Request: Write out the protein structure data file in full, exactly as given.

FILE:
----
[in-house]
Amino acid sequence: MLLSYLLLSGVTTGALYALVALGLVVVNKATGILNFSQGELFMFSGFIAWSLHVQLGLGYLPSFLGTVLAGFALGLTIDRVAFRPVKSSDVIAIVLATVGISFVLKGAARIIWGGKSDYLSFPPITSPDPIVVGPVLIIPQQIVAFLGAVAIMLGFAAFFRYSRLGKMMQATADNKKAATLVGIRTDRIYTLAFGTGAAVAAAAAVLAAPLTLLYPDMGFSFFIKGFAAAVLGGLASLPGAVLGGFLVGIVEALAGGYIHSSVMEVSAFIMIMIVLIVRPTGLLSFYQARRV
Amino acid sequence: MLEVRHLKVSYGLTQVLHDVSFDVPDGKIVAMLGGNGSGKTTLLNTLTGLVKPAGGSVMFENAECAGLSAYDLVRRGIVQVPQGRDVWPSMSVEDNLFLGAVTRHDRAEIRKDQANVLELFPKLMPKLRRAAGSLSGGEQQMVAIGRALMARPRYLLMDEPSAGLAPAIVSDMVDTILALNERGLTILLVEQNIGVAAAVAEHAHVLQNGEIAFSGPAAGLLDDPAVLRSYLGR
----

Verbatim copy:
[in-house]
Amino acid sequence: MLLSYLLLSGVTTGALYALVALGLVVVNKATGILNFSQGELFMFSGFIAWSLHVQLGLGYLPSFLGTVLAGFALGLTIDRVAFRPVKSSDVIAIVLATVGISFVLKGAARIIWGGKSDYLSFPPITSPDPIVVGPVLIIPQQIVAFLGAVAIMLGFAAFFRYSRLGKMMQATADNKKAATLVGIRTDRIYTLAFGTGAAVAAAAAVLAAPLTLLYPDMGFSFFIKGFAAAVLGGLASLPGAVLGGFLVGIVEALAGGYIHSSVMEVSAFIMIMIVLIVRPTGLLSFYQARRV
Amino acid sequence: MLEVRHLKVSYGLTQVLHDVSFDVPDGKIVAMLGGNGSGKTTLLNTLTGLVKPAGGSVMFENAECAGLSAYDLVRRGIVQVPQGRDVWPSMSVEDNLFLGAVTRHDRAEIRKDQANVLELFPKLMPKLRRAAGSLSGGEQQMVAIGRALMARPRYLLMDEPSAGLAPAIVSDMVDTILALNERGLTILLVEQNIGVAAAVAEHAHVLQNGEIAFSGPAAGLLDDPAVLRSYLGR